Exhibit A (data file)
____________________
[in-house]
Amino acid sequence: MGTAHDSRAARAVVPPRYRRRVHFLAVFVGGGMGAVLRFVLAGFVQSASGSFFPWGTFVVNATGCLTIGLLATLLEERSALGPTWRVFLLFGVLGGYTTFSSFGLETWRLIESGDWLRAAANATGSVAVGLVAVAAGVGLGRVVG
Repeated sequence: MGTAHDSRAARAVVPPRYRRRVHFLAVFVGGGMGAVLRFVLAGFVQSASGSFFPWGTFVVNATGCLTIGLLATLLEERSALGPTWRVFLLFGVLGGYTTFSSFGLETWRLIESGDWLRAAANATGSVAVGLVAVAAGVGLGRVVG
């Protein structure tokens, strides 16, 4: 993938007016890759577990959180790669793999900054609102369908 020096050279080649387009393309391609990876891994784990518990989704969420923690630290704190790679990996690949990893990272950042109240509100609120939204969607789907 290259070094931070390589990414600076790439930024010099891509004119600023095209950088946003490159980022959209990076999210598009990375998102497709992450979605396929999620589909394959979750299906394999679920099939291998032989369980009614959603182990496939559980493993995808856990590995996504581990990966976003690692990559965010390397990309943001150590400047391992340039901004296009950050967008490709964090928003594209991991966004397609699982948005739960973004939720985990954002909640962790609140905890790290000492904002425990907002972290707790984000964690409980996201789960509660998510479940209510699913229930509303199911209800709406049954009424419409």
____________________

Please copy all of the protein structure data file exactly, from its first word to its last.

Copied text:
[in-house]
Amino acid sequence: MGTAHDSRAARAVVPPRYRRRVHFLAVFVGGGMGAVLRFVLAGFVQSASGSFFPWGTFVVNATGCLTIGLLATLLEERSALGPTWRVFLLFGVLGGYTTFSSFGLETWRLIESGDWLRAAANATGSVAVGLVAVAAGVGLGRVVG
Repeated sequence: MGTAHDSRAARAVVPPRYRRRVHFLAVFVGGGMGAVLRFVLAGFVQSASGSFFPWGTFVVNATGCLTIGLLATLLEERSALGPTWRVFLLFGVLGGYTTFSSFGLETWRLIESGDWLRAAANATGSVAVGLVAVAAGVGLGRVVG
């Protein structure tokens, strides 16, 4: 993938007016890759577990959180790669793999900054609102369908 020096050279080649387009393309391609990876891994784990518990989704969420923690630290704190790679990996690949990893990272950042109240509100609120939204969607789907 290259070094931070390589990414600076790439930024010099891509004119600023095209950088946003490159980022959209990076999210598009990375998102497709992450979605396929999620589909394959979750299906394999679920099939291998032989369980009614959603182990496939559980493993995808856990590995996504581990990966976003690692990559965010390397990309943001150590400047391992340039901004296009950050967008490709964090928003594209991991966004397609699982948005739960973004939720985990954002909640962790609140905890790290000492904002425990907002972290707790984000964690409980996201789960509660998510479940209510699913229930509303199911209800709406049954009424419409």